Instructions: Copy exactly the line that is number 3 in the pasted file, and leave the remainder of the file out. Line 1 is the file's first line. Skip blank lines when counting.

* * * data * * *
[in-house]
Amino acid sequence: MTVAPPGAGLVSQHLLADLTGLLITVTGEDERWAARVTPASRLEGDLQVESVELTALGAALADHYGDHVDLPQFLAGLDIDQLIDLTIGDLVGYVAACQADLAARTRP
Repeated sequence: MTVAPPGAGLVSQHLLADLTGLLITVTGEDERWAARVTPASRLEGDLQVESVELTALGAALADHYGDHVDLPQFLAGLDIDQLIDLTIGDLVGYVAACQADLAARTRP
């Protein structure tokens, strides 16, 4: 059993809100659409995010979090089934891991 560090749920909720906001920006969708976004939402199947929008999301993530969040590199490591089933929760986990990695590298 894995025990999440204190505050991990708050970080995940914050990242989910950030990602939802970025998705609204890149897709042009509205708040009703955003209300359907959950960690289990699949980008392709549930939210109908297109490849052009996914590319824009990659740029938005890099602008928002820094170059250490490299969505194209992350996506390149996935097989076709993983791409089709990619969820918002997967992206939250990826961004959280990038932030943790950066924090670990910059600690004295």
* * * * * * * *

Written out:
Repeated sequence: MTVAPPGAGLVSQHLLADLTGLLITVTGEDERWAARVTPASRLEGDLQVESVELTALGAALADHYGDHVDLPQFLAGLDIDQLIDLTIGDLVGYVAACQADLAARTRP